A scene from Reel Injun

Reel Injun

Last year, I found myself taking a film studies course which focused on indigenous people’s role in film. I had no idea what to expect as this was a topic I had never truly thought about before. Storytelling plays a major role in indigenous culture as a very personal and simple vehicle of truth and ancestry, yet throughout the rise of the film industry, indigenous people have been represented in false stereotypes to meet western culture.

If you are unable to take a film course such as this, I highly recommend viewing the film Reel Injun. This documentary was the first film we viewed in class. The filmmaker, Neil Diamond (not the singer), takes the audience on a journey which shows the growth of the American movie industry’s obsession with  the “Hollywood Indian,” all the while showing the false portrayal of Indigenous Americans within the last century of film. The documentary goes further to explain how this false representation has modeled the view of indigenous cultures for western culture.

The film does an excellent job of balancing indigenous film stars, critics, historians and activists through interviews and past film clips. It takes the audience on an eye-opening journey throughout the century explaining the history of film as having a strong tie to exploiting indigenous cultures.

Chuck Connors

Chuck Connors plays a Native American

This documentary exemplifies the importance of storytelling, as well as stressing the significance of keeping one’s culture preserved with proper representation. Throughout the film, the audience recognizes the skewed perspective it is given through Hollywood’s representation of the “American Indian.” This displays the differences in societies and cultures and shows why certain stereotypes still continue to exist today.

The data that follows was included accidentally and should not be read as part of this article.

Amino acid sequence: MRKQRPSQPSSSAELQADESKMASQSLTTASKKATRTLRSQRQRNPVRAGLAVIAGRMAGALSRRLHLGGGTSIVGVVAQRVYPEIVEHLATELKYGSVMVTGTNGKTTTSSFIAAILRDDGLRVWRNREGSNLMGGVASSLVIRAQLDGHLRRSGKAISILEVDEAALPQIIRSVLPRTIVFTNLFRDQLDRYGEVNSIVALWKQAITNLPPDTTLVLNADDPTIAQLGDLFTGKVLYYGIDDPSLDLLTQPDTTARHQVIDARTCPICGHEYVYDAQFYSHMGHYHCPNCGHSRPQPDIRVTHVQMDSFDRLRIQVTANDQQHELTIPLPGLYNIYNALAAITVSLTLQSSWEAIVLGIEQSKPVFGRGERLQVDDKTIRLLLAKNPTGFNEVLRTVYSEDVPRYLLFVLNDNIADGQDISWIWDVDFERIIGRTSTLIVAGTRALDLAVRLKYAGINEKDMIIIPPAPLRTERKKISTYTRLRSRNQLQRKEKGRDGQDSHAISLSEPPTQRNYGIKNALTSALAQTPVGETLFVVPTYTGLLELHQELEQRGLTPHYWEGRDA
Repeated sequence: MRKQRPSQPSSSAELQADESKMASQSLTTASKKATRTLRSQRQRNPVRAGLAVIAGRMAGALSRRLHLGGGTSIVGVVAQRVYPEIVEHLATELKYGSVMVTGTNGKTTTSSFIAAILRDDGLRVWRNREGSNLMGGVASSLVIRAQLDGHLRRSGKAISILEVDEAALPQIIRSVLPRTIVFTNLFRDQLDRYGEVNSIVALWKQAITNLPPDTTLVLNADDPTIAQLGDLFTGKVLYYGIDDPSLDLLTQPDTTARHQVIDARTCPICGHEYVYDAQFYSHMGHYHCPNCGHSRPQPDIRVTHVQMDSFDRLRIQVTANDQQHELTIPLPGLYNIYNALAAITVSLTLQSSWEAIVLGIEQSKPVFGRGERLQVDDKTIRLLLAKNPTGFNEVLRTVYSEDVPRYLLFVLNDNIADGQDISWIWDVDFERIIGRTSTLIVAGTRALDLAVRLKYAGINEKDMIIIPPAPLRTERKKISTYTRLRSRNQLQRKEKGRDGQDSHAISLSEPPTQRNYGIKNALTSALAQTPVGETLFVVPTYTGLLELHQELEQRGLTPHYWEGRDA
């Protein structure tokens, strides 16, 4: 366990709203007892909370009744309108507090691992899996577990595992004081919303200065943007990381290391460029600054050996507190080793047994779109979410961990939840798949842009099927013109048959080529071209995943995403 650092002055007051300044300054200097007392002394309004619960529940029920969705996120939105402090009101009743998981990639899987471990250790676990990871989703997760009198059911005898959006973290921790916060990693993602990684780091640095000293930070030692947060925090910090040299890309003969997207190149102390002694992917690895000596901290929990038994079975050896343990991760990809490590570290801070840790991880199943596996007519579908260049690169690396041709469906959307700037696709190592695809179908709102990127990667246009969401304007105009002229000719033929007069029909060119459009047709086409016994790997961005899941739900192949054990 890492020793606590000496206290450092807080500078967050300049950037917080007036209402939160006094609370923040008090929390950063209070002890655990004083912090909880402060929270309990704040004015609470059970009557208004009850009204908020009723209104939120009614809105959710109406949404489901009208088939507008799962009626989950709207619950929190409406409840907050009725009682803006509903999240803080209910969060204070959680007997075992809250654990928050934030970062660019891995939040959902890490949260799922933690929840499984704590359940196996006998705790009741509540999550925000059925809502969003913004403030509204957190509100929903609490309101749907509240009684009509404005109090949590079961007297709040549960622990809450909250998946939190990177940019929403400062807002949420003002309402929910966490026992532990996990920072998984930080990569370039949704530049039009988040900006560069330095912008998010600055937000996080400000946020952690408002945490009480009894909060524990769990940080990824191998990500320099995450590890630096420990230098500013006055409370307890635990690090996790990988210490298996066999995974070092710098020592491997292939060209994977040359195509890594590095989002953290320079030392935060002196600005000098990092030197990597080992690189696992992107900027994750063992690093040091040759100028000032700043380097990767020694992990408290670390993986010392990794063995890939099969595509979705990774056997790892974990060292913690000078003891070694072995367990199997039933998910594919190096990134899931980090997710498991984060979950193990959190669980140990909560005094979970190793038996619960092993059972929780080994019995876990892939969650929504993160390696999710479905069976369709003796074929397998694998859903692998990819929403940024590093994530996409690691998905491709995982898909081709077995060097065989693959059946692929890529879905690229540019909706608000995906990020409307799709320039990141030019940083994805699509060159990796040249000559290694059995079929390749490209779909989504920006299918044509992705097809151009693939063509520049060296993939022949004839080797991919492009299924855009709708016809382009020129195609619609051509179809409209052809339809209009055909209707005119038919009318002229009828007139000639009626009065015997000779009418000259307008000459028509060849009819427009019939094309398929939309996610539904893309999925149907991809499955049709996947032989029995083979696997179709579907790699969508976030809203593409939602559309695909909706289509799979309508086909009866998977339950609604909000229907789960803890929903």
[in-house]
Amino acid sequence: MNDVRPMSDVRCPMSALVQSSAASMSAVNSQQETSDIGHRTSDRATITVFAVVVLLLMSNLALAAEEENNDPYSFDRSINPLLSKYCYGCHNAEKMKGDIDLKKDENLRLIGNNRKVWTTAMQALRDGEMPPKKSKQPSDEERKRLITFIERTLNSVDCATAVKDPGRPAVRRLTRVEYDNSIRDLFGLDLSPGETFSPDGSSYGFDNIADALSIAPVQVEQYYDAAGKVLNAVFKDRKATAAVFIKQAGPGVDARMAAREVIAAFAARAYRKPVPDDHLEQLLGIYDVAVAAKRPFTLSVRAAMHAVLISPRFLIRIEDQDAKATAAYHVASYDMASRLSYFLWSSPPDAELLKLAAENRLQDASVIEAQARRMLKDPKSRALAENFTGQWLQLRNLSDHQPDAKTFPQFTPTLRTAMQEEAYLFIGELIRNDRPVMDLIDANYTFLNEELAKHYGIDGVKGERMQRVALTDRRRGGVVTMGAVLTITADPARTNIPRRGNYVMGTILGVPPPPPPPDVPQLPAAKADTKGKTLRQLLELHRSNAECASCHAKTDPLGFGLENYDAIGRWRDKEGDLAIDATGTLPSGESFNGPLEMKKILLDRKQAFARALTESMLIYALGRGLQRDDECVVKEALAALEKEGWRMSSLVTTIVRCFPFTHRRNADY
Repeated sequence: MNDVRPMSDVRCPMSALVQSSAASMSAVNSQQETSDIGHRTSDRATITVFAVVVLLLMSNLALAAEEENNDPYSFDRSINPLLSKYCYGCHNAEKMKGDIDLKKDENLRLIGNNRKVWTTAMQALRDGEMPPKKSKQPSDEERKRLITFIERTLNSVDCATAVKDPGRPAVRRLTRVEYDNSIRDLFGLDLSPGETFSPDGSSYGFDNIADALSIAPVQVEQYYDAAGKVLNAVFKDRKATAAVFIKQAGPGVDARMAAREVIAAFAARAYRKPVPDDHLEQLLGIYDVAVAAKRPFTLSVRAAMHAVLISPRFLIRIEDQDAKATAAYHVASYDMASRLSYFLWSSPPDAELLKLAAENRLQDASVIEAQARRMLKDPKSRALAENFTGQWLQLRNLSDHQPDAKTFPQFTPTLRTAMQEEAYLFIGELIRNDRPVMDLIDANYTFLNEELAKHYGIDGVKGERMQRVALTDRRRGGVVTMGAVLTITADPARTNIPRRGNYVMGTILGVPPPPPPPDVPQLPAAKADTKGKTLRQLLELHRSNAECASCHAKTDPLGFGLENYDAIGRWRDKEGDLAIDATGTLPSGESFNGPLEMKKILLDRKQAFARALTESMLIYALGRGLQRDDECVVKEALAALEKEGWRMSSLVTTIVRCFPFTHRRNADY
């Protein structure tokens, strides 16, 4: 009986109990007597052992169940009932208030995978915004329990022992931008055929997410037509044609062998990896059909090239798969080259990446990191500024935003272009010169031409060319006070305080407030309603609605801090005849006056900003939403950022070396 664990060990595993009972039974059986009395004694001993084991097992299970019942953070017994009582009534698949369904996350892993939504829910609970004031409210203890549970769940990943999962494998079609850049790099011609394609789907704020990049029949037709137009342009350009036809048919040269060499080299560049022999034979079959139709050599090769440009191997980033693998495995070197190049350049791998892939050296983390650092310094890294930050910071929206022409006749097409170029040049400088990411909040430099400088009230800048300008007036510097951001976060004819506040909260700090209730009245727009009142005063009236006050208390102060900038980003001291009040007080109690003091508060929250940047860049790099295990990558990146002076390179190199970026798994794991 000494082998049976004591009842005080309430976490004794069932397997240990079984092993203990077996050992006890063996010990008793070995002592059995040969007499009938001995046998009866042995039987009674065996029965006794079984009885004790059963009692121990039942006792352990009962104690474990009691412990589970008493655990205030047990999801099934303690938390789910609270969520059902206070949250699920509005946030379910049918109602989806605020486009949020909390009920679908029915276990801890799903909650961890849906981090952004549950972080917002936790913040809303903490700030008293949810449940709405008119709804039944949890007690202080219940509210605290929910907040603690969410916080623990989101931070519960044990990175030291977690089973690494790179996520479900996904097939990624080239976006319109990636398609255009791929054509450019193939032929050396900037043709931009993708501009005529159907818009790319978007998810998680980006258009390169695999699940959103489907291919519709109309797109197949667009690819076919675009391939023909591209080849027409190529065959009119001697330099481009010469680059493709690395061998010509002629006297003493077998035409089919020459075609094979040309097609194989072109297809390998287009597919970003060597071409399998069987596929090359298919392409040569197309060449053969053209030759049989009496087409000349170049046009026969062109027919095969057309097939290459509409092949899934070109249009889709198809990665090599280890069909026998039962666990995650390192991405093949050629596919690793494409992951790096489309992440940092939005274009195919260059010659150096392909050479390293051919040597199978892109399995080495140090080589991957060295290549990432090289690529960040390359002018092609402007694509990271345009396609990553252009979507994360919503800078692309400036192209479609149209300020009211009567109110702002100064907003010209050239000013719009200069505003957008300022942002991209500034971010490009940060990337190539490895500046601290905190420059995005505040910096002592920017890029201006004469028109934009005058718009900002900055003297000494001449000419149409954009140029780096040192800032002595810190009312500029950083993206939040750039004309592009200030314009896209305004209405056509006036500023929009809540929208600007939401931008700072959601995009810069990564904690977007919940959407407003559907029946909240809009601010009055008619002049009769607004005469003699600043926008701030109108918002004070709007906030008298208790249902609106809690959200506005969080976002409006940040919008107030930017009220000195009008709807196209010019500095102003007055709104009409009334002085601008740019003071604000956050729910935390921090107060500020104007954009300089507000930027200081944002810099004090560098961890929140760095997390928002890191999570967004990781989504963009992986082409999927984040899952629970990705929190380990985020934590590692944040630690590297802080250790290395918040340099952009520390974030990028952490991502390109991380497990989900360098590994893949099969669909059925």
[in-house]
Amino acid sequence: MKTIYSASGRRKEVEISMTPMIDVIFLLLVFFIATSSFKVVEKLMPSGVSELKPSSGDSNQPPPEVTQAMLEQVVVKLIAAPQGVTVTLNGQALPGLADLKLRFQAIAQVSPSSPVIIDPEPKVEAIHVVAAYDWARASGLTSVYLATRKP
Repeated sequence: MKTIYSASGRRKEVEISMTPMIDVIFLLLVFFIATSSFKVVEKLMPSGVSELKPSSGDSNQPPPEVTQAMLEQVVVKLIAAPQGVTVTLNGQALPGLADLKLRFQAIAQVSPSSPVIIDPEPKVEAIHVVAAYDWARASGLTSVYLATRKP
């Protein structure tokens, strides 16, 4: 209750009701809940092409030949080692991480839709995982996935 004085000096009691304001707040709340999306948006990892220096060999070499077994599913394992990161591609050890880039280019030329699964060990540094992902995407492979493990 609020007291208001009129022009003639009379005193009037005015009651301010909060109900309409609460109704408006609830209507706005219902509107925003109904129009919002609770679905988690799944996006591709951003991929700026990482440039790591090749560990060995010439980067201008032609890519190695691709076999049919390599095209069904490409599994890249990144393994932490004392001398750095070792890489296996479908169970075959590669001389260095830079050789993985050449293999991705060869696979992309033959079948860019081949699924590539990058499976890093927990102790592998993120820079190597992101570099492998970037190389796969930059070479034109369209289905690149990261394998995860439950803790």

When it comes to storytelling, every society has its own politics of truth. Stories should be understood according to the ideologies from which they originated, and cultures should be represented through their own identities, not through the misconceptions of others.

Reel Injun shows that in early movies, racial stereotypes were extremely prevalent. Today, Hollywood still practices cultural appropriation. White actors play the roles of indigenous people and very few object—or even notice. I believe that documentaries like Reel Injun should be viewed, taught and discussed in every documentary film course. It is important for the future of the film industry to know the influence of its work–especially in respects to other cultures. We are at an interesting time in the evolution of media and it is important more so now than ever that we learn from our past mistakes and make sure all voices are heard and represented.

About AnnMarie Welser